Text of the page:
Wednesday, September 16, 1998 Published at 11:21 GMT 12:21 UK
Business: The Economy
Bank committee split over rates
The Bank of England is under pressure to cut rates
Just two of the Bank of England's Monetary Policy Committee's nine members were against keeping rates on hold in August, according to the minutes of their meeting.
The MPC, which has responsibility for setting interest rates, voted 7-2 in favour of keeping rates unchanged at 7.5% last month.
It also voted to hold rates at its September meeting, though the minutes of that meeting will not be published until next month.
Among the arguments in favour of leaving rates unchanged were a slowdown in activity and demand broadly in line with earlier forecasts.
High rates are used to keep inflation under control and the minutes show that members were still carefully weighing up whether or not inflation had peaked.
"In sum, given that inflation was forecast to be close to the target in two years' time and that the outlook beyond then was highly uncertain, the committee could sensibly wait to gather more information before concluding that policy needed to be changed."
The committee met before the recent stock market turmoil triggered by the Russian economic crisis and Wall Street's wobble in response to the Starr report on President Clinton and worries of an international economic downturn.
Since it met in August, there has also been a raft of new data pointing to a further slowdown in the UK economy, including inflation figures out this week which showed that the underlying rate had dropped to 2.5%, in line with the government's target.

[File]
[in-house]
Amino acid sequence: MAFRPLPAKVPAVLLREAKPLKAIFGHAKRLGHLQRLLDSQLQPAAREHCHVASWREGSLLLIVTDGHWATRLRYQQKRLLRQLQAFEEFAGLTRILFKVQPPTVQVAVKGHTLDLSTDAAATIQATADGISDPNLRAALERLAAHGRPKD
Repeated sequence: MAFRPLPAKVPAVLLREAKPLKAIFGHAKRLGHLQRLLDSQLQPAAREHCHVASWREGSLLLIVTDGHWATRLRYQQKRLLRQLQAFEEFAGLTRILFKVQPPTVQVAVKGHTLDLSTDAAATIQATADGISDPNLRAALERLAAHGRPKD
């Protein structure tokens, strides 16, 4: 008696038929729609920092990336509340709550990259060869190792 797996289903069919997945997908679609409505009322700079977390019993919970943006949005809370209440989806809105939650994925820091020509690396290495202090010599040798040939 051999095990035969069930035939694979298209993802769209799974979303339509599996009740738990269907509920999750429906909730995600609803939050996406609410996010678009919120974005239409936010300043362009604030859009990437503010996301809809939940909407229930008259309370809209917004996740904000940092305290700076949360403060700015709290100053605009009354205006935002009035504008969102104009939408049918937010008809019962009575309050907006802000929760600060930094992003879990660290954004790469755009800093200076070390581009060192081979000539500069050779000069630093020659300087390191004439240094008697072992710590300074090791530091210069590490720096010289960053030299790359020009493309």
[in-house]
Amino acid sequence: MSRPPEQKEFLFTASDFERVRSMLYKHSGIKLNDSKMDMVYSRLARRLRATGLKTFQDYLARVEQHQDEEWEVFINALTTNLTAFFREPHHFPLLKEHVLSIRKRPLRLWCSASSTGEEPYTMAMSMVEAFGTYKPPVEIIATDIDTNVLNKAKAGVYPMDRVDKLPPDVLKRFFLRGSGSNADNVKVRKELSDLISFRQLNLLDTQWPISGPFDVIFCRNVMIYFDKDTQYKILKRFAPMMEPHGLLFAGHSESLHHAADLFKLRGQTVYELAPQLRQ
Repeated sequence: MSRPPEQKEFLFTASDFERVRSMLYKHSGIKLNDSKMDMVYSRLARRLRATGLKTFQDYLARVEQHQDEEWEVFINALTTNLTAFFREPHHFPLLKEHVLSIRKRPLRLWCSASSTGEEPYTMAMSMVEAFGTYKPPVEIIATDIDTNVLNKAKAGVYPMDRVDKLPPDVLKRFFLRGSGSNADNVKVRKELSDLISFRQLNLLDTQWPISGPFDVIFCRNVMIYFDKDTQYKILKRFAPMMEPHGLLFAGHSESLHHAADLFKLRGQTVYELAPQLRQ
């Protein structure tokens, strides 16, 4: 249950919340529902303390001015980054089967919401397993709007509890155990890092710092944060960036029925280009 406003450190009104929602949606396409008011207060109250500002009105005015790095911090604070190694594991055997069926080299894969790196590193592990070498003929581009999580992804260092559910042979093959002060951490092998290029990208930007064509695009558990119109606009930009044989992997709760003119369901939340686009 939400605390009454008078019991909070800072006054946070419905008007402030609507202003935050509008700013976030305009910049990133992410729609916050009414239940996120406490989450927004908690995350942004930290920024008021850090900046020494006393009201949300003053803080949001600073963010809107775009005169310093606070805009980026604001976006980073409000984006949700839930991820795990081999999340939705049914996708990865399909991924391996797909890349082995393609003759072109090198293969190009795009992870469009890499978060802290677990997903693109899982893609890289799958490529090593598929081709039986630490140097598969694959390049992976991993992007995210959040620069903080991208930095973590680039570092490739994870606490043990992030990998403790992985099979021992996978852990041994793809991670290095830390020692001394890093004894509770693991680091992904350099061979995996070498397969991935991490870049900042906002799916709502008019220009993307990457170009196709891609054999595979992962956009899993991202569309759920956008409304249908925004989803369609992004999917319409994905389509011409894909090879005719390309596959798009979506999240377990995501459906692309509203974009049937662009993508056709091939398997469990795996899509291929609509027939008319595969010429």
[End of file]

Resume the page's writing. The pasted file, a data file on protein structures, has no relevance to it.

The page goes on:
Those voting in favour of keeping rates unchanged were: Bank of England Governor Eddie George, Mervyn King, David Clementi, Alan Budd, Charles Goodhart, Ian Plenderleith and John Vickers.
Only one member of the committee, Willem Buiter, was in favour of raising rates, arguing that the long-term outlook for inflation was for it to remain above the target level.
DeAnne Julius was the only member in favour of an immediate cut in rates, arguing that the downturn in the economy was the result of rate rises a year ago.
Fears of hard landing
Although the downturn has been moderate so far, more recent rate rises are still to take effect and there are "ominous signs" that the slowdown in output is about to steepen, said the minutes.
Marian Bell, head of treasury research at The Royal Bank of Scotland, said the significance of the August minutes had been overturned by subsequent developments.
She added that there was growing evidence the committee "will and should" cut rates soon.
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